Biochar is made from maize residues

Researchers Propose New Biochar Technique to Scrub Atmospheric Carbon Dioxide

Three million years ago, there were no humans, global temperatures were possibly four degrees celsius warmer and sea levels were high enough to cover most of modern-day Manhattan. This was also the last time in geologic history that global atmospheric carbon dioxide (CO2) levels exceeded 400 parts per million (ppm), a benchmark that was permanently and ominously passed once again in 2016. Carbon emissions, largely as a result of burning fossil fuels, are not likely to halt anytime soon. Some scientists have started organizing backup plans; most notably, finding a way to grab some of this atmospheric carbon and store it in the Earth. “The critical thing at this point in time is to reduce emissions as rapidly as we are able to do so.

quote1

Cornell Scientist Predicts Climate Change Will Prompt Earlier Spring Start Date

In an astronomical sense, the first day of spring occurs on the vernal equinox, when the hours of the day are almost exactly evenly split between daylight and night. For the past six years, this exact time has fallen on various hours of March 20. Conventionally, this is the date the Gregorian calendar on your refrigerator will call the first day of spring. But how does a climate scientist define spring? An article published last month in Climate Dynamics, coauthored by Zachary Labe, a graduate student at UC Irvine, Cornell’s Prof. Toby Ault, earth and atmospheric sciences, and Prof. Raul Zurita-Milla, geo-information science at University of Twente, highlighted the importance of this definition in understanding the phenomena of early onset springs.

The University Assembly discusses the visibility of carbon neutrality goals at its Tuesday meeting.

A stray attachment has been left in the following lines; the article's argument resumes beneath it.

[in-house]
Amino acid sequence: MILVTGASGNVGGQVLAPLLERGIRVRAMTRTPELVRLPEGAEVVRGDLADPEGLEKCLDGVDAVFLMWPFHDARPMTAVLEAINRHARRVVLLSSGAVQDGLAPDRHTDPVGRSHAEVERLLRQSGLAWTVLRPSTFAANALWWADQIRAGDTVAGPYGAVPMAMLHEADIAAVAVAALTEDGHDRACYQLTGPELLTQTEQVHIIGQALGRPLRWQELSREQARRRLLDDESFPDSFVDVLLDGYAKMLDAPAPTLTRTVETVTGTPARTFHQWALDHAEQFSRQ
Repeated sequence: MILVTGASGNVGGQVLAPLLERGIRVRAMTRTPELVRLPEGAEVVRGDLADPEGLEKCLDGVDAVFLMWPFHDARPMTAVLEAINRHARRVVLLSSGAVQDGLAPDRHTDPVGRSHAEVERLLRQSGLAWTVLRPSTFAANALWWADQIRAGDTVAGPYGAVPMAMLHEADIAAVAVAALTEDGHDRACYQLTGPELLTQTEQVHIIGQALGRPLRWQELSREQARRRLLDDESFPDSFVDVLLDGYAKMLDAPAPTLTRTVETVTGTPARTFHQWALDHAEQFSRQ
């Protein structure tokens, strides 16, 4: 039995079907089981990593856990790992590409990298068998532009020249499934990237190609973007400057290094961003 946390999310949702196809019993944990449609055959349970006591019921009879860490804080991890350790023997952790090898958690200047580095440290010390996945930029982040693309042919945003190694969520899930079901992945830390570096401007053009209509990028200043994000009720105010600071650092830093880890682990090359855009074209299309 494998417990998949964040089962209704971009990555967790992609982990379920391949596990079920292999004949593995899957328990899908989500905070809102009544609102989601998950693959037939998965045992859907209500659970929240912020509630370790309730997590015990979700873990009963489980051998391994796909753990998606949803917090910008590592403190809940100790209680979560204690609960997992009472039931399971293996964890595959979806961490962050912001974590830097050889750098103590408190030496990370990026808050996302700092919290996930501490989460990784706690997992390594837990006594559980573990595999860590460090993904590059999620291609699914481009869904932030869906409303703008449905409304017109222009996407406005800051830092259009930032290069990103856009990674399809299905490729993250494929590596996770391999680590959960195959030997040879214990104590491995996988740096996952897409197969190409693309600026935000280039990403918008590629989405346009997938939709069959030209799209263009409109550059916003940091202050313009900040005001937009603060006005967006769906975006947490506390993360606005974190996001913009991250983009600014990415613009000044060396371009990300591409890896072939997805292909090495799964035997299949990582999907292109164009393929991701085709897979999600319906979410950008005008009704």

Cornell University Assembly Tables Request for Information on Cost of Carbon Neutrality

Corrections appended
The University Assembly voted 7-1-1 to table a resolution requesting additional information from the University about the costs of carbon neutrality Tuesday. Prof. Ellis Loew, physiology, emphasized the importance of carbon neutrality and its potential impact on the entire planet. “Anything you can do to minimize energy usage will have a financial impact — which will be positive — and a positive impact on our environment by reducing our carbon footprint,” Loew said. Loew acknowledged the financial burden carbon neutrality places on the University, but argued that the value of carbon neutrality was greater. “There is going to be cost to everything,” he said.

In ‘Last Lecture,’ Professor Bruce Monger Tells Students to Dream Big

Think big and carve your own paths, urged Prof. Bruce Monger, earth and atmospheric sciences, in his “last lecture.”
The last lecture series, hosted by Mortar Board, brings speakers to reflect on his or her life experiences and share thoughts with students, as if it was the speaker’s last lecture. In his lecture titled “My Slightly Unusual Life-Journey And Some Important Things I Have Learned Along the Way…,” Monger recounted how he grew up in the small town of Shelton, Washington, where the two main industries were saw mills and logging. Despite his deep love for science as a child, Monger said in high school he “just mindlessly sort of followed what [his] friends were doing,” taking carpentry and woodshop instead of science classes. After high school, he continued to follow his friends and went into the logging business, “because that’s what everyone else did.” However, during one solo motorcycle trip to Colorado during a summer vacation, he had an epiphany that changed the direction of his life. While checking into a motel, he realized, “That’s what adults do…I’m totally an adult. I’m in charge of everything now.

pg-9-logo-1

CORNUCOPIA | Bruce Monger Talks the Science of Climate Change

Cornucopia is a biweekly podcast that covers research stories unfolding across campus. Join hosts Addison Huneycutt ’18 and Ali Jenkins ’18 as they dig into the juiciest discoveries they can find. In each episode, you’ll meet a researcher, chat with Addison and Ali and hear some corny jokes. Check out the science section of The Cornell Daily Sun for biweekly updates about the latest episodes. Queries relating to Cornucopia may be sent to cornucopiapodcast.cornell@gmail.com.